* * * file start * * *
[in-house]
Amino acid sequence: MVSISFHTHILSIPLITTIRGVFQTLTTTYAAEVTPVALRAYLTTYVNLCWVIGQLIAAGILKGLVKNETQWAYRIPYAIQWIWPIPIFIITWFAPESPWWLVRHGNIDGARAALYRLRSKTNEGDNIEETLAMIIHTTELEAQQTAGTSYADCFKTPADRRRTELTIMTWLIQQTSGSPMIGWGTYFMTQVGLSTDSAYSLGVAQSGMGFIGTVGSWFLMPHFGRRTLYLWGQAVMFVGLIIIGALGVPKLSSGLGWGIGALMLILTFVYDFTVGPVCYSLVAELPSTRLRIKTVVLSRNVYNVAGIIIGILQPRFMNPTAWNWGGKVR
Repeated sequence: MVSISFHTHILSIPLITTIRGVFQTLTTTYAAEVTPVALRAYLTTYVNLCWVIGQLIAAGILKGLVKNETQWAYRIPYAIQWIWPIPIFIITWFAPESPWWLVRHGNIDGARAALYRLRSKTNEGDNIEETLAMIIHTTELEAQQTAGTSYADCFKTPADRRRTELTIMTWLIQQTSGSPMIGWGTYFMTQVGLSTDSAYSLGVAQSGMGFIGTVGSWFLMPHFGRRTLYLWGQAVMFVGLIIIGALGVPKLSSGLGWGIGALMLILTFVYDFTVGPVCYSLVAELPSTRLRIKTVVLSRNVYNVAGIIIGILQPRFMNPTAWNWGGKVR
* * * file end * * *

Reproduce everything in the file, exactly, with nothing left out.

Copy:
[in-house]
Amino acid sequence: MVSISFHTHILSIPLITTIRGVFQTLTTTYAAEVTPVALRAYLTTYVNLCWVIGQLIAAGILKGLVKNETQWAYRIPYAIQWIWPIPIFIITWFAPESPWWLVRHGNIDGARAALYRLRSKTNEGDNIEETLAMIIHTTELEAQQTAGTSYADCFKTPADRRRTELTIMTWLIQQTSGSPMIGWGTYFMTQVGLSTDSAYSLGVAQSGMGFIGTVGSWFLMPHFGRRTLYLWGQAVMFVGLIIIGALGVPKLSSGLGWGIGALMLILTFVYDFTVGPVCYSLVAELPSTRLRIKTVVLSRNVYNVAGIIIGILQPRFMNPTAWNWGGKVR
Repeated sequence: MVSISFHTHILSIPLITTIRGVFQTLTTTYAAEVTPVALRAYLTTYVNLCWVIGQLIAAGILKGLVKNETQWAYRIPYAIQWIWPIPIFIITWFAPESPWWLVRHGNIDGARAALYRLRSKTNEGDNIEETLAMIIHTTELEAQQTAGTSYADCFKTPADRRRTELTIMTWLIQQTSGSPMIGWGTYFMTQVGLSTDSAYSLGVAQSGMGFIGTVGSWFLMPHFGRRTLYLWGQAVMFVGLIIIGALGVPKLSSGLGWGIGALMLILTFVYDFTVGPVCYSLVAELPSTRLRIKTVVLSRNVYNVAGIIIGILQPRFMNPTAWNWGGKVR